Althans has clarified that of the 300 “new” cases in Africa, Asia and Latin America, “around 90 per cent of those involve international matches”. Or in other words, around 270 international games are among the 300 “new cases”.

    However, these are not from the past two years. They relate to games played “mostly in 2009, 2010 and 2011″, according to Althans.

    ——End of Update——

     

    —Updated: February 5, 2013 at 11:30 a.m. ET—

    How many of these matches have taken place in lower-division football and how many have taken place in the top class is not known. However, details are slowly starting to emerge on a Champions League match played in England that is thought to be under serious question.

    Original comments from Europol, followed by comments from New York Times.

    “It would be naïve and complacent of those in the U.K. to think such a criminal conspiracy does not involve the English game and all the football in Europe,” Rob Wainwright, the director of the police intelligence agency, known as Europol, told reporters.

    Officials [would not] identify any of the teams and individuals newly linked to match-fixing, citing the need to guard the confidentiality of police procedures. Still, one new tantalizing detail did emerge: the revelation that one of the suspicious matches uncovered involving the Champions League—the most prestigious annual soccer tournament in the world—was played in England in the last three or four years.

    For those wondering, Manchester United, Manchester City, Arsenal, Chelsea, Liverpool and Tottenham Hotspur all potentially fall into that category.

Are Liverpool Involved?

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    Of all the big-name clubs involved in the investigation so far, Liverpool have had the most links put together with the match-fixing scandal. 

    That's not to imply that they categorically are or aren't involved; it's simply just a fact that they have had more press and publicity than all the other clubs put together.

     

    —Update: February 8, 2013 at 6:30 a.m. ET—

    As mentioned earlier, chief investigator into the match-fixing scandal Friedhelm Althans has clarified that Liverpool's 2009 Champions League against Debrecen was an "old case" (see slide three for more information on that) and that it had been all dealt with by UEFA and the appropriate authorities.

    Per Sporting Intelligence:

    “On Monday the message was not clear,” Althans said. “The 380 cases referred to in Europe are old cases that everyone has known about, cases already dealt with by authorities in Germany, Hungary, Finland, Slovenia and Austria.”

    The 380 cases, he said, included matches outside those five countries, notably 79 fixed games in Turkey and others elsewhere where the prosecutions happened in Germany or one of the other five nations.

    One of the most headline-grabbing single facts of Monday’s conference was the revelation that an English club had been involved in a “suspicious” Champions League match in England. It is known now this was Liverpool’s game with Debrecen in 2009.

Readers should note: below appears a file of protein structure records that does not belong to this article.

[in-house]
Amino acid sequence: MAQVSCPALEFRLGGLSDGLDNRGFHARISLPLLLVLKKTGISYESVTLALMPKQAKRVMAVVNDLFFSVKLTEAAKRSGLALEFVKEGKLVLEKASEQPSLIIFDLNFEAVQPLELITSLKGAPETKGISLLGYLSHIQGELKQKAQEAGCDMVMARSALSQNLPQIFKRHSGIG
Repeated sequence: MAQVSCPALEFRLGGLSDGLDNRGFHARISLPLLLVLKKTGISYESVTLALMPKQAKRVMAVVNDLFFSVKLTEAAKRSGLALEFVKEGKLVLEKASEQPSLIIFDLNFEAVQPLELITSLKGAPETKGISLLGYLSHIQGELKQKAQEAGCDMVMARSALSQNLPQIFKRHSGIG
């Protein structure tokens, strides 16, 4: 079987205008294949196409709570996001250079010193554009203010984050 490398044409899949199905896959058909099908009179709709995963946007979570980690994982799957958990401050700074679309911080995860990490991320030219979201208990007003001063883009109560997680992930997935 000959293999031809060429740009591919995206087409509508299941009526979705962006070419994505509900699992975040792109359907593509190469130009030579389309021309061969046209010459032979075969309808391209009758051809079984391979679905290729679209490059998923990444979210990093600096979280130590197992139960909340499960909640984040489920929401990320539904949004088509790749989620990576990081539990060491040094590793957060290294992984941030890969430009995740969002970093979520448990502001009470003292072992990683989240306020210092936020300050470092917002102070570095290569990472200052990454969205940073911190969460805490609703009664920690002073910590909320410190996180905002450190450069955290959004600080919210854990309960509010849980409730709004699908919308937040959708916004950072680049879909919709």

This too is an “old” case that wasn’t just known about but had already been prosecuted via Uefa and upheld by CAS. The goalkeeper involved, Vukasin Poleksic, was banned for not reporting approaches from fixers. He was not banned for fixing and maintains his innocence.

    ——End of Update——


    —Updated: February 5, 2013 at 7:45 p.m. ET—

    Eurosport posted on Twitter that Debrecen have confirmed they were part of a match-fixing scandal across more than one game, including against Liverpool.

    BREAKING: Debrecen have confirmed their match against Liverpool in 2009 was part of a match-fixing investigation

    — Eurosport.com EN (@EurosportCom_EN) February 5, 2013

    They then posted more on the development here

    Hungarian club Debrecen have confirmed that their Champions League match against Liverpool in 2009 was part of a match-fixing investigation.

    European enforcement agency Europol said on Monday one Champions League game in England was one of 380 games under investigation, and Debrecen confirmed a report in Danish newspaper Ekstra Bladet that their games were involved.

    A statement on Debrecen's website said: "The [UEFA] disciplinary committee's position was that Vukasin Poleksic neglected his obligations when he didn't report in time that, before two international matches of DVSC, unknown persons attempted to persuade him to influence the outcome of the matches.

    "The two matches were the away game against Liverpool and the home encounter with Fiorentina. Neither DVSC nor the player wish to react further, all the more so as all the information has been released about this affair during the summer of 2010."

    ——End of Update——

     

    —Updated: February 5, 2013 at 12:30 p.m. ET—

    Bleacher Report's Karl Matchett takes you through the need-to-know about Liverpool's allegedly "fixed" match in the 2009 Champions League.

    ——End of Update——

     

    —Updated: February 5, 2013 at 11:30 a.m. ET—